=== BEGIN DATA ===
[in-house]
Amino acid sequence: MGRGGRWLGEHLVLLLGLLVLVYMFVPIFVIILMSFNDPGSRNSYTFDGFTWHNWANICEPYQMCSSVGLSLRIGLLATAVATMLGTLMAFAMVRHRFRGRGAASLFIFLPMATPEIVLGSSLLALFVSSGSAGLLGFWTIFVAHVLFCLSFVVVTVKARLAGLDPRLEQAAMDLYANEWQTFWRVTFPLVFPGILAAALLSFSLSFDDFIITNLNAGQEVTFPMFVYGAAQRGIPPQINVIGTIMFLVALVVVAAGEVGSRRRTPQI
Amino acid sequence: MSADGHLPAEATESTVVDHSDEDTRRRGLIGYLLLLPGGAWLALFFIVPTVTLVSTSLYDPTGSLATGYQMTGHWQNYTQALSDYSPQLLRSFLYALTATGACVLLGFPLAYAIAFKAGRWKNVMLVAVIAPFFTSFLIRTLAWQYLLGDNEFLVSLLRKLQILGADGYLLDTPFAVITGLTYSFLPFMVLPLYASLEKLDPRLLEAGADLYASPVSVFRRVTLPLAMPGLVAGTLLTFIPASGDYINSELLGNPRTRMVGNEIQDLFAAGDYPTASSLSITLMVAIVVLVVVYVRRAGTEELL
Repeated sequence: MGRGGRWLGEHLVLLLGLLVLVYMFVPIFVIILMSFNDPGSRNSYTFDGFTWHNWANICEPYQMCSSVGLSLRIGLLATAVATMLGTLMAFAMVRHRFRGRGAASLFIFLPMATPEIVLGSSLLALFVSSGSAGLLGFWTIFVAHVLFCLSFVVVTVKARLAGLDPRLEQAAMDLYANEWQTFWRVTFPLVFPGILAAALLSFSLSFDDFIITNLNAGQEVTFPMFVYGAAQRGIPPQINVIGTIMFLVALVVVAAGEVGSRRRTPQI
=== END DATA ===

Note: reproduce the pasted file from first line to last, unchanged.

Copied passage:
[in-house]
Amino acid sequence: MGRGGRWLGEHLVLLLGLLVLVYMFVPIFVIILMSFNDPGSRNSYTFDGFTWHNWANICEPYQMCSSVGLSLRIGLLATAVATMLGTLMAFAMVRHRFRGRGAASLFIFLPMATPEIVLGSSLLALFVSSGSAGLLGFWTIFVAHVLFCLSFVVVTVKARLAGLDPRLEQAAMDLYANEWQTFWRVTFPLVFPGILAAALLSFSLSFDDFIITNLNAGQEVTFPMFVYGAAQRGIPPQINVIGTIMFLVALVVVAAGEVGSRRRTPQI
Amino acid sequence: MSADGHLPAEATESTVVDHSDEDTRRRGLIGYLLLLPGGAWLALFFIVPTVTLVSTSLYDPTGSLATGYQMTGHWQNYTQALSDYSPQLLRSFLYALTATGACVLLGFPLAYAIAFKAGRWKNVMLVAVIAPFFTSFLIRTLAWQYLLGDNEFLVSLLRKLQILGADGYLLDTPFAVITGLTYSFLPFMVLPLYASLEKLDPRLLEAGADLYASPVSVFRRVTLPLAMPGLVAGTLLTFIPASGDYINSELLGNPRTRMVGNEIQDLFAAGDYPTASSLSITLMVAIVVLVVVYVRRAGTEELL
Repeated sequence: MGRGGRWLGEHLVLLLGLLVLVYMFVPIFVIILMSFNDPGSRNSYTFDGFTWHNWANICEPYQMCSSVGLSLRIGLLATAVATMLGTLMAFAMVRHRFRGRGAASLFIFLPMATPEIVLGSSLLALFVSSGSAGLLGFWTIFVAHVLFCLSFVVVTVKARLAGLDPRLEQAAMDLYANEWQTFWRVTFPLVFPGILAAALLSFSLSFDDFIITNLNAGQEVTFPMFVYGAAQRGIPPQINVIGTIMFLVALVVVAAGEVGSRRRTPQI